Portrayed by William Forsythe in Steven Seagal’s fourth film, Out for Justice (Flynn, 1991), Richie Madano is a drug-fuelled homicidal thug.
Richie brutally shoots and murders Bobby Lupo in front of his family – Lupo is the long-time friend and police partner of Steven Seagal’s character, Gino Felino – this murder establishes the film’s central theme (and storyline) of revenge, or justice, as the film’s title suggests – this is the first violent presentation of Richie in Out for Justice.
With regards to appearance, Richie with his awful (clearly dyed) jet black hair, dresses in a fashion that I would consider to be a “small time thug” in this film – he never wears any formal or smart clothing, but rather an overcoat with a scruffily sweaty shirt tucked into a scruffy pair of pants. The connotation of this is that his appearance is not something that is high in his priorities, but instead, he champions the narcotics and number of kills he possesses – this fuels his self-elitism within the streets of Brooklyn. In an early scene, an impatient driver shouts at him and his crew to get a move on in traffic, so he then exits his vehicle and shoots her in the head without hesitation – the convenience for him to kill someone out of nowhere, and witnesses afraid to do anything, to him is POWER and something that elites him from other thugs and degenerates in the area (and film).
In Out for Justice, Richie’s goals are somewhat interesting – after learning of his girlfriend sleeping with Bobby Lupo, he kills them both – that, getting high with his crew, and then on the run from Gino appear to be his goals throughout the film.
Now, William Forsythe delivers not just a violent and detesting performance, but a comedic one. Despite some violent and truly disgusting occurrences, Richie riding a wheelchair and using a “crack-pipe” is hilarious to observe. Of course, the use of narcotics is wrong, but William Forsythe’s portrayal of this use is just mind-blowingly hilarious – dressed in scruffy clothing, riding along in a wheelchair within a “crack den”, and being hunted by a revenge-fuelled, pony-tailed Steven Seagal adds to the theatrics of the film, or blackest of black comedy –as black as Richie’s dyed hair, perhaps. The dialogue tends to be humorous as well – especially from William Forsythe and Steven Seagal. The way Forsythe mumbles, “Oh shit, it’s Gino.”, and Seagal shouting, “This is your trophy!” whilst showing off his police badge to thugs in a sleazy bar is just completely (and deliberately) ridiculous, but humorous.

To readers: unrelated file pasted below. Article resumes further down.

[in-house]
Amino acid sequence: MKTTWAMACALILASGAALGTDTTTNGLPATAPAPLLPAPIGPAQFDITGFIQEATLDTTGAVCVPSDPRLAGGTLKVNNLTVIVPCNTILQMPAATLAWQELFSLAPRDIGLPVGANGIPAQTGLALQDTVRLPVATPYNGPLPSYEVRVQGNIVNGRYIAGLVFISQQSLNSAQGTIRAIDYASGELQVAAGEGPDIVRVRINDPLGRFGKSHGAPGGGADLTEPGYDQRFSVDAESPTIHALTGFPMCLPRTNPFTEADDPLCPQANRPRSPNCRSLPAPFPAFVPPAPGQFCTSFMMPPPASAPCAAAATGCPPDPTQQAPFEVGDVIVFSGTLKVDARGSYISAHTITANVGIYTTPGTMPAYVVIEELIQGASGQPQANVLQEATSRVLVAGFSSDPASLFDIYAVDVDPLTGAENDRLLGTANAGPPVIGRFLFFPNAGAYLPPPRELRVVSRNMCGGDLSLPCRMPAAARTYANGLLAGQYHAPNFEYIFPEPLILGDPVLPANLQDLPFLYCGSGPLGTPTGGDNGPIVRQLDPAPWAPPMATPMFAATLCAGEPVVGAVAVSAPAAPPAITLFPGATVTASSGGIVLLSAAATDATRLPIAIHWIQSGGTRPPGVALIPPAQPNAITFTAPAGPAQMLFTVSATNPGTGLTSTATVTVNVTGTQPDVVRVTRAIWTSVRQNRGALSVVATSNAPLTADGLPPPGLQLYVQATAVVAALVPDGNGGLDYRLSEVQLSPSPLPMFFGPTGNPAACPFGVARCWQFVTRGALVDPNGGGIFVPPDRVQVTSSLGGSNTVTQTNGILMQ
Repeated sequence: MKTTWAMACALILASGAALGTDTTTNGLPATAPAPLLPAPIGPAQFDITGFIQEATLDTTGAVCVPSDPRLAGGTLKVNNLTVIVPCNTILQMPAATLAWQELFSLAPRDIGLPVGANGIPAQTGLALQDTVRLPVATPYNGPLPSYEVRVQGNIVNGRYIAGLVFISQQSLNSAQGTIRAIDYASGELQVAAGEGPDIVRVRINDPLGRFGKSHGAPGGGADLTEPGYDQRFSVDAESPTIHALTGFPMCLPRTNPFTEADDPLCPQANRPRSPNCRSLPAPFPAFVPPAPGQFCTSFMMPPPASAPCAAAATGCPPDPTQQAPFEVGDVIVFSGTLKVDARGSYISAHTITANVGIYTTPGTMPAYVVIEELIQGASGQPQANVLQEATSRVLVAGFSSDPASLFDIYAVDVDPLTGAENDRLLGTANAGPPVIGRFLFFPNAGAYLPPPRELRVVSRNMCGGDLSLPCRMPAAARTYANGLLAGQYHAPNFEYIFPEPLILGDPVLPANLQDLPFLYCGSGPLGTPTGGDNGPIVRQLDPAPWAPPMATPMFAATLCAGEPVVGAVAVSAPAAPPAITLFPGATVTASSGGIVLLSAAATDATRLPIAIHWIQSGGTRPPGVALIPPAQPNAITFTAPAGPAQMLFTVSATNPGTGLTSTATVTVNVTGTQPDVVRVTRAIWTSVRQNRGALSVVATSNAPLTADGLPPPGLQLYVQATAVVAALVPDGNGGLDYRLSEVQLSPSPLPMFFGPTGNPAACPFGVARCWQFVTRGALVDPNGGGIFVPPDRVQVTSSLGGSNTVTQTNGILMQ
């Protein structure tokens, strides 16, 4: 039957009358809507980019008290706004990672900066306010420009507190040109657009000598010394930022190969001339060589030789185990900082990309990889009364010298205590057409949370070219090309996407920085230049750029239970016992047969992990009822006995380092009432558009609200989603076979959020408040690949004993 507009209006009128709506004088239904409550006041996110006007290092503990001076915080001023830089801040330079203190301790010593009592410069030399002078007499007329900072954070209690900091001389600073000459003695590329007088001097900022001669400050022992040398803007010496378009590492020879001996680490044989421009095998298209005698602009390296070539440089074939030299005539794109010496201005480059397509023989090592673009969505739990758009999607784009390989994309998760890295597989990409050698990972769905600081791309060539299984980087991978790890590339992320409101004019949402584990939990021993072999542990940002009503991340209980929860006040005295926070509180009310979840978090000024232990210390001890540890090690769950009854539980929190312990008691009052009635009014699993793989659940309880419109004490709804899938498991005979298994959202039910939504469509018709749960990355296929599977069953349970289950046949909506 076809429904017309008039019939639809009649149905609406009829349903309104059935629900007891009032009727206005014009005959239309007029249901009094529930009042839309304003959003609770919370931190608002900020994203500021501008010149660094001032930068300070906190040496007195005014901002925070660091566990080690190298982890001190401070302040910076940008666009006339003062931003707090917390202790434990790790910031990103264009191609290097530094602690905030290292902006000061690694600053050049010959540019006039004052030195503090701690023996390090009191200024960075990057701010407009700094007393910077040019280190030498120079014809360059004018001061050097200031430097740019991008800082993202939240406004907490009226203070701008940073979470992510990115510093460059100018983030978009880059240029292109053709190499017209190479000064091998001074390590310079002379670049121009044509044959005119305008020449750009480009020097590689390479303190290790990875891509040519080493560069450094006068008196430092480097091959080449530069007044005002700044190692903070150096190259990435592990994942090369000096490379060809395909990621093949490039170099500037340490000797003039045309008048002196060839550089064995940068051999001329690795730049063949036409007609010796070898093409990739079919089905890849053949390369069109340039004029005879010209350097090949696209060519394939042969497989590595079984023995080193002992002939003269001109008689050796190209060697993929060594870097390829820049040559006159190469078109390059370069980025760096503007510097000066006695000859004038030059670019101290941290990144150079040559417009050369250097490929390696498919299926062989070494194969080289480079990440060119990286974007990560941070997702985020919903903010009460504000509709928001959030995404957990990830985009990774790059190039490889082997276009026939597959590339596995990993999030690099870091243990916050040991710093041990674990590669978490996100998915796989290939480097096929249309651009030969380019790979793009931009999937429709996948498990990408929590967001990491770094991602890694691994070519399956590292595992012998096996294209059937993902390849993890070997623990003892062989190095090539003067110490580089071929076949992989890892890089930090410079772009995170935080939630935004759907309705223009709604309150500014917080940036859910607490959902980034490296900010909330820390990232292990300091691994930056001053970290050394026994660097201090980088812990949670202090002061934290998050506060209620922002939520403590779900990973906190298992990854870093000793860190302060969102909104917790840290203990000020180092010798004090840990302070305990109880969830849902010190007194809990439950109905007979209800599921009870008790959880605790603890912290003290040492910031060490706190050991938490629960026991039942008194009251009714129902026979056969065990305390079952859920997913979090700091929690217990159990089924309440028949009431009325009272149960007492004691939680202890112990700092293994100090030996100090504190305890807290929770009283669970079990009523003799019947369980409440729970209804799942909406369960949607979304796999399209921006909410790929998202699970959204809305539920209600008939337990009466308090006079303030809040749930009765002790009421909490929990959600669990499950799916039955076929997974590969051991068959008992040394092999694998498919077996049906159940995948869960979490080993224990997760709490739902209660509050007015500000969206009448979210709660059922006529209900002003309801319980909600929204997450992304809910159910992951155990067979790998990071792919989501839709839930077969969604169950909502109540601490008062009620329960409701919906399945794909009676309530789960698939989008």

Out for Justice as a whole is a fun one – it’s in that early era of Steven Seagal films prior to Under Siege (Davis, 1992), which he primarily wore blue jeans with a black jacket or just a black lightweight outfit, and was surrounded by at least one form of Italian background.
Ultimately, Richie Madano is a legendary over-the-top B-movie villain from the last 25 years, but an obscure villain in the history of action cinema, 90s cinema, and even within the history of Steven Seagal’s film career – Under Siege’s Gary Busey and Tommy Lee Jones tend to be the most recognisable villains.
Below is Richie:
Below is Gino looking for Richie:
The original article can be found here.